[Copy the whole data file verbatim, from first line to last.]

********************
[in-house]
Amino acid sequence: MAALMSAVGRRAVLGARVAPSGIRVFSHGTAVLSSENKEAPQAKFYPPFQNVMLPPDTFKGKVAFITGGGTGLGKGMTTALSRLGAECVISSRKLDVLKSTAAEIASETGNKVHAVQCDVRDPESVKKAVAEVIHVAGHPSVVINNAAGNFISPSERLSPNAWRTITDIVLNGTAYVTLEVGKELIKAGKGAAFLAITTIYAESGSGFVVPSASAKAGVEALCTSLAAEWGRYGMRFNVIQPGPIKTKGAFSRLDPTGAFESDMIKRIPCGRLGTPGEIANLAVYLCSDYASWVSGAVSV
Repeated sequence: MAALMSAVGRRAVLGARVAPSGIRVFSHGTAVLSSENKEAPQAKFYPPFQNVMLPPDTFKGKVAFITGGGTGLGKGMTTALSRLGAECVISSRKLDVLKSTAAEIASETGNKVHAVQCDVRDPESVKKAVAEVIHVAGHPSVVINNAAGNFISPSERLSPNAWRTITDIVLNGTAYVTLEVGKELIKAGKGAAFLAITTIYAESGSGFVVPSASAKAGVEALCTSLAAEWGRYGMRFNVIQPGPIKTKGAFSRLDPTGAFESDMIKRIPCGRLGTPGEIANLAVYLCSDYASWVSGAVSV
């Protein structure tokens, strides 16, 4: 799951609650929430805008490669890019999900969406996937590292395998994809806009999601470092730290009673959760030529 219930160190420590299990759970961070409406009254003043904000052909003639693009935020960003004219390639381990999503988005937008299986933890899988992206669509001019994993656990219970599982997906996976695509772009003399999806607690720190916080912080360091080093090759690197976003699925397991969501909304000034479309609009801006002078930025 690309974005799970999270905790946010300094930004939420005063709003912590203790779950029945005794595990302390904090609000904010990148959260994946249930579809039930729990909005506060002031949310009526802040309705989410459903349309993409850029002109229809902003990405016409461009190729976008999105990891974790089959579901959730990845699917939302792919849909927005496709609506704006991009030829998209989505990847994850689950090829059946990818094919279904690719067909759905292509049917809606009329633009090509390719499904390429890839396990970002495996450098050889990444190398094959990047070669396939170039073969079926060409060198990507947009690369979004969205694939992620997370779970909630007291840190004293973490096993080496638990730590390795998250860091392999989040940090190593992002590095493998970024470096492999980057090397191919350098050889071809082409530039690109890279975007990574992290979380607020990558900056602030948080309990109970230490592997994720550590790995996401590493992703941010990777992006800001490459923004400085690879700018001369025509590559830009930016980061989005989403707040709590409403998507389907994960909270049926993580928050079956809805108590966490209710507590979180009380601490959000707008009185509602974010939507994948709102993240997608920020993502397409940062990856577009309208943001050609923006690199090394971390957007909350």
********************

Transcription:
[in-house]
Amino acid sequence: MAALMSAVGRRAVLGARVAPSGIRVFSHGTAVLSSENKEAPQAKFYPPFQNVMLPPDTFKGKVAFITGGGTGLGKGMTTALSRLGAECVISSRKLDVLKSTAAEIASETGNKVHAVQCDVRDPESVKKAVAEVIHVAGHPSVVINNAAGNFISPSERLSPNAWRTITDIVLNGTAYVTLEVGKELIKAGKGAAFLAITTIYAESGSGFVVPSASAKAGVEALCTSLAAEWGRYGMRFNVIQPGPIKTKGAFSRLDPTGAFESDMIKRIPCGRLGTPGEIANLAVYLCSDYASWVSGAVSV
Repeated sequence: MAALMSAVGRRAVLGARVAPSGIRVFSHGTAVLSSENKEAPQAKFYPPFQNVMLPPDTFKGKVAFITGGGTGLGKGMTTALSRLGAECVISSRKLDVLKSTAAEIASETGNKVHAVQCDVRDPESVKKAVAEVIHVAGHPSVVINNAAGNFISPSERLSPNAWRTITDIVLNGTAYVTLEVGKELIKAGKGAAFLAITTIYAESGSGFVVPSASAKAGVEALCTSLAAEWGRYGMRFNVIQPGPIKTKGAFSRLDPTGAFESDMIKRIPCGRLGTPGEIANLAVYLCSDYASWVSGAVSV
């Protein structure tokens, strides 16, 4: 799951609650929430805008490669890019999900969406996937590292395998994809806009999601470092730290009673959760030529 219930160190420590299990759970961070409406009254003043904000052909003639693009935020960003004219390639381990999503988005937008299986933890899988992206669509001019994993656990219970599982997906996976695509772009003399999806607690720190916080912080360091080093090759690197976003699925397991969501909304000034479309609009801006002078930025 690309974005799970999270905790946010300094930004939420005063709003912590203790779950029945005794595990302390904090609000904010990148959260994946249930579809039930729990909005506060002031949310009526802040309705989410459903349309993409850029002109229809902003990405016409461009190729976008999105990891974790089959579901959730990845699917939302792919849909927005496709609506704006991009030829998209989505990847994850689950090829059946990818094919279904690719067909759905292509049917809606009329633009090509390719499904390429890839396990970002495996450098050889990444190398094959990047070669396939170039073969079926060409060198990507947009690369979004969205694939992620997370779970909630007291840190004293973490096993080496638990730590390795998250860091392999989040940090190593992002590095493998970024470096492999980057090397191919350098050889071809082409530039690109890279975007990574992290979380607020990558900056602030948080309990109970230490592997994720550590790995996401590493992703941010990777992006800001490459923004400085690879700018001369025509590559830009930016980061989005989403707040709590409403998507389907994960909270049926993580928050079956809805108590966490209710507590979180009380601490959000707008009185509602974010939507994948709102993240997608920020993502397409940062990856577009309208943001050609923006690199090394971390957007909350």